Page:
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Health Premiums Rise, Outstripping Inflation

BY Carolyn O'Hara  September 15, 2009 at 12:00 AM EDT

Doctor and patient; Getty Images

The average cost of a family health insurance policy now averages $13,375 a year, more than double the cost of a decade ago, according to an annual survey of health benefits conducted by the Kaiser Family Foundation and the Health Research & Educational Trust.

Employees contribute an average of $3,515, with employers paying $9,860.

The 5 percent rise in premiums is relatively modest; by comparison, average annual premium costs rose 13 percent in both 2002 and 2003. But the premium rise in 2009 exceeds both inflation, which has fallen 0.7 percent, and workers’ wages, which have risen 3.1 percent, over the same period.

“When health care costs continue to rise so much faster than overall inflation in a bad recession, workers and employers really feel the pain. That’s why we are having a health reform debate,” Kaiser President and CEO Drew Altman said in a statement announcing the results.

Altman summarizes the results and weighs in on their meaning in the ongoing health insurance reform debate:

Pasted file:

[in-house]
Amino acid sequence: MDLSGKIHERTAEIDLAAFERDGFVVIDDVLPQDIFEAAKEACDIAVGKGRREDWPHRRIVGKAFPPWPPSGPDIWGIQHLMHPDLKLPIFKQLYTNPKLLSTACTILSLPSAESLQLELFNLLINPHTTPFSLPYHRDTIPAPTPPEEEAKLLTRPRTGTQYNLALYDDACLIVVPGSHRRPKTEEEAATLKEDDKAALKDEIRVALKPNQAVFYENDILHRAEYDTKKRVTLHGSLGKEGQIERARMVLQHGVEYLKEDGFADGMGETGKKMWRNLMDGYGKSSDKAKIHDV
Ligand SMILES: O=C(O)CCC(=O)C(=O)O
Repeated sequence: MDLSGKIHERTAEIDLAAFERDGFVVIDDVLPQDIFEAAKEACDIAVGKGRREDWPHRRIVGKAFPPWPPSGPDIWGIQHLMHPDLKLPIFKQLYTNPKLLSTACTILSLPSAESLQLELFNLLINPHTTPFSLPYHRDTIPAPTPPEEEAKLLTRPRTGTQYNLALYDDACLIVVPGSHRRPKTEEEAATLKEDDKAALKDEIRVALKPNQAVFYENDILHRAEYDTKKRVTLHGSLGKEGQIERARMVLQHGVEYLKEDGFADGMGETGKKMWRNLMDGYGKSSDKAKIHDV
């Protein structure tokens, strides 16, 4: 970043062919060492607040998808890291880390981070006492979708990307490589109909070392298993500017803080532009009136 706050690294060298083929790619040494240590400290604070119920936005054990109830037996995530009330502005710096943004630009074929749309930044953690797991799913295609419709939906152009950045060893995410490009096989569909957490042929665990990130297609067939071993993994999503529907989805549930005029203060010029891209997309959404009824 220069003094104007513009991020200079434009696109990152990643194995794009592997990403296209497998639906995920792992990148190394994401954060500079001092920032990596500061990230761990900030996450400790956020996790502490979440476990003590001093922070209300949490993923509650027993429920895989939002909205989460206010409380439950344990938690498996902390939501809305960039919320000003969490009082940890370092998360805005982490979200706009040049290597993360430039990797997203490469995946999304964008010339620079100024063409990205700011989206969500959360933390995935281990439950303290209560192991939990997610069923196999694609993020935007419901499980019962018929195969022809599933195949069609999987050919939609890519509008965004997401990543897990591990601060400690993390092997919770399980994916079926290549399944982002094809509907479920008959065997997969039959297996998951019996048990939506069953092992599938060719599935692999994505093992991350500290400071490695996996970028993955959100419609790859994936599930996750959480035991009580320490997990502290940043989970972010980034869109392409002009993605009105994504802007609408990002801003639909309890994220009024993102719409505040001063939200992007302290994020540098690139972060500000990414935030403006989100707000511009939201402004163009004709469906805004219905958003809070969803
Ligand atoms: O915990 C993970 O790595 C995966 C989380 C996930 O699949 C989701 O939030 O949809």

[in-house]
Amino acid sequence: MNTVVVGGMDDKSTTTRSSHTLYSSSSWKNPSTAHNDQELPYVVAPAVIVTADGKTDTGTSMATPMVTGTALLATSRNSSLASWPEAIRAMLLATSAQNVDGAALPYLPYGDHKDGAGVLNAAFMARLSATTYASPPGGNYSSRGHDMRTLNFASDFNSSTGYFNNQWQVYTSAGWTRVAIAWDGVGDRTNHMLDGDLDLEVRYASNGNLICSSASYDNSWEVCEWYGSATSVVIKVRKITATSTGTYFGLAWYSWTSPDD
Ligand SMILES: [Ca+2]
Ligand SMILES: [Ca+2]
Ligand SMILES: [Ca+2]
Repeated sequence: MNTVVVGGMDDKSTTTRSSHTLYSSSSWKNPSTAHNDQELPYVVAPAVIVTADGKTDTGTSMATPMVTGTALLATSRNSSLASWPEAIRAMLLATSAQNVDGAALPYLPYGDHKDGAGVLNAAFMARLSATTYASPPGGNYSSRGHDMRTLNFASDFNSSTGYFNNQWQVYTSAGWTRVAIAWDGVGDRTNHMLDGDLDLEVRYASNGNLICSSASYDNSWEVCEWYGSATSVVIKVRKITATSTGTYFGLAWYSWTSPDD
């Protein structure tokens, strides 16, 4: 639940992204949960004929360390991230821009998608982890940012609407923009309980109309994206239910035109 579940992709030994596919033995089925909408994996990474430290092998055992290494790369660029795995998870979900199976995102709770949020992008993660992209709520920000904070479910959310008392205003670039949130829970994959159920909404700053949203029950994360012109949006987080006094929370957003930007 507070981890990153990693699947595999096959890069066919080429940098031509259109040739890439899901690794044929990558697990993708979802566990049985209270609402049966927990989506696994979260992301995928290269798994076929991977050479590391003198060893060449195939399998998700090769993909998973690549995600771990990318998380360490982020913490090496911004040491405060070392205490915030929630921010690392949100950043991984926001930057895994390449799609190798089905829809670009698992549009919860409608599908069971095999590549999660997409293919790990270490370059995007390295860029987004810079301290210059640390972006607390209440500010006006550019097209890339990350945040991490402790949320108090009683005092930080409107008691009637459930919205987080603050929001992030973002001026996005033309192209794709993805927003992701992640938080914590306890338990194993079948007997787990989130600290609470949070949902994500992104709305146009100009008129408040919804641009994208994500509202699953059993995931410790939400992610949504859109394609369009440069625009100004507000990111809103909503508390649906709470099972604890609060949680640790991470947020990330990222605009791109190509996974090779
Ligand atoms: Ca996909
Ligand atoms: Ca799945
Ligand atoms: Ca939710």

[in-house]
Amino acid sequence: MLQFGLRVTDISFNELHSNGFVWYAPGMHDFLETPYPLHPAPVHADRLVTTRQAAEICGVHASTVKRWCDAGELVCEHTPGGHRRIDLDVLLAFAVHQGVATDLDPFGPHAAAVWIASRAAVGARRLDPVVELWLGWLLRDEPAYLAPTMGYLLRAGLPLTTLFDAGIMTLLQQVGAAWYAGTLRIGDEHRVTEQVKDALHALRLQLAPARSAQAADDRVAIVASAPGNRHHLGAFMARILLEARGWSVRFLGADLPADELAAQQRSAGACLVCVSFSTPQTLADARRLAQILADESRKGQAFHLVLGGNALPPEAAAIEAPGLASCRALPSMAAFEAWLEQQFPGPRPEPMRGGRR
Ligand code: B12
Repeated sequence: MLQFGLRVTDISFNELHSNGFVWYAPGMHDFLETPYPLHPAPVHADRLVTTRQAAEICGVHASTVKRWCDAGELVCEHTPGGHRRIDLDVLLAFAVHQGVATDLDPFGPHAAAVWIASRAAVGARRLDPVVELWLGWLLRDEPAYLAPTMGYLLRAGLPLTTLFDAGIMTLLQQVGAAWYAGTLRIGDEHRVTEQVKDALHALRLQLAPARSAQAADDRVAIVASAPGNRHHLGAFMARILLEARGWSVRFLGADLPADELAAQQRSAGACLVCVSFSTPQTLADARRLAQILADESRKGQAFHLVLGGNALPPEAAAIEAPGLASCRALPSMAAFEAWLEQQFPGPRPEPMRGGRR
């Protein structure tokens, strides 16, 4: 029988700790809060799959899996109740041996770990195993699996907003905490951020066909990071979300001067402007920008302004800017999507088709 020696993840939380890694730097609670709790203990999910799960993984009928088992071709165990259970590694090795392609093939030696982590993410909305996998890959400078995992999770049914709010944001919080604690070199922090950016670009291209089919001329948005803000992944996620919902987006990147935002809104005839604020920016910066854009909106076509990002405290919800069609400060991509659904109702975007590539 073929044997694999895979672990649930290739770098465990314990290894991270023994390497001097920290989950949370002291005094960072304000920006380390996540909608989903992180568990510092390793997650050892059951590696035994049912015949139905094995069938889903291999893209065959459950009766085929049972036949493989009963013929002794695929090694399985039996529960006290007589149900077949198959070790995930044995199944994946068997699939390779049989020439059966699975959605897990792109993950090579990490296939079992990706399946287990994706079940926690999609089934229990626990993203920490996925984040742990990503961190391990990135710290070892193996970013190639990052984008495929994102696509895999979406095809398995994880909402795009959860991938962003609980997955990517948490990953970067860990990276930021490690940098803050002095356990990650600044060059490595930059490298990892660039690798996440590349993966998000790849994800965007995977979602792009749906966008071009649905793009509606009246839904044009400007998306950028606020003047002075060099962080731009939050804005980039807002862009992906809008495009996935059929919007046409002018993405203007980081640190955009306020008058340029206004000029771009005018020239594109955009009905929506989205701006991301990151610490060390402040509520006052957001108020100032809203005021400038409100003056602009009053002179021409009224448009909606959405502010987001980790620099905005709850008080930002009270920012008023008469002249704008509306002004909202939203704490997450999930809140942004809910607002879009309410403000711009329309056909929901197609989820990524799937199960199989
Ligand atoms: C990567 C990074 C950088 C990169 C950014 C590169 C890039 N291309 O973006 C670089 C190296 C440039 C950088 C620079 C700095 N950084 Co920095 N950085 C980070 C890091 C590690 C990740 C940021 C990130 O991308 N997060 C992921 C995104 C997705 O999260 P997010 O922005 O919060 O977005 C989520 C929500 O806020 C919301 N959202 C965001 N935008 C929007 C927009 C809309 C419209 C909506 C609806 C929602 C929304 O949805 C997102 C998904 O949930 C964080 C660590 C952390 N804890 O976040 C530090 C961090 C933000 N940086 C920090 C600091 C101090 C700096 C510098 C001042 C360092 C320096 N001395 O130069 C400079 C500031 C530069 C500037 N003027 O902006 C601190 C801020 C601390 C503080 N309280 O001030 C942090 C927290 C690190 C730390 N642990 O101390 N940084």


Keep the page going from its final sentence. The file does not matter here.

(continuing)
Of the 60 percent of firms that offer health benefits to their workers, 21 percent report they have recently reduced health benefits or increased cost sharing due to the recession, and 15 percent report they have increased the worker’s share of the premium.

The survey also found that many employees may see their employer-provided health care coverage erode in the near future. Nearly four out of ten firms surveyed report their intention to increase employee deductibles, office visit cost sharing, and the share employees have to pay for prescription drugs over the course of the next year.

According to calculations in the report, if premium increases average over the next decade what they have for the past five years, the average family premium could rise to more than $24,000 by 2019. If cost increases average what they have over the past decade, however, premiums in a decade could surpass $30,000.

“It underscores the urgency of reaching a greater consensus on ways to control healthcare costs for the future,” Altman told the Online NewsHour.

This is the eleventh annual report on health benefits conducted by Kaiser, a nonprofit research group, and Health Research & Educational Trust, a research organization affiliated with the American Hospital Association.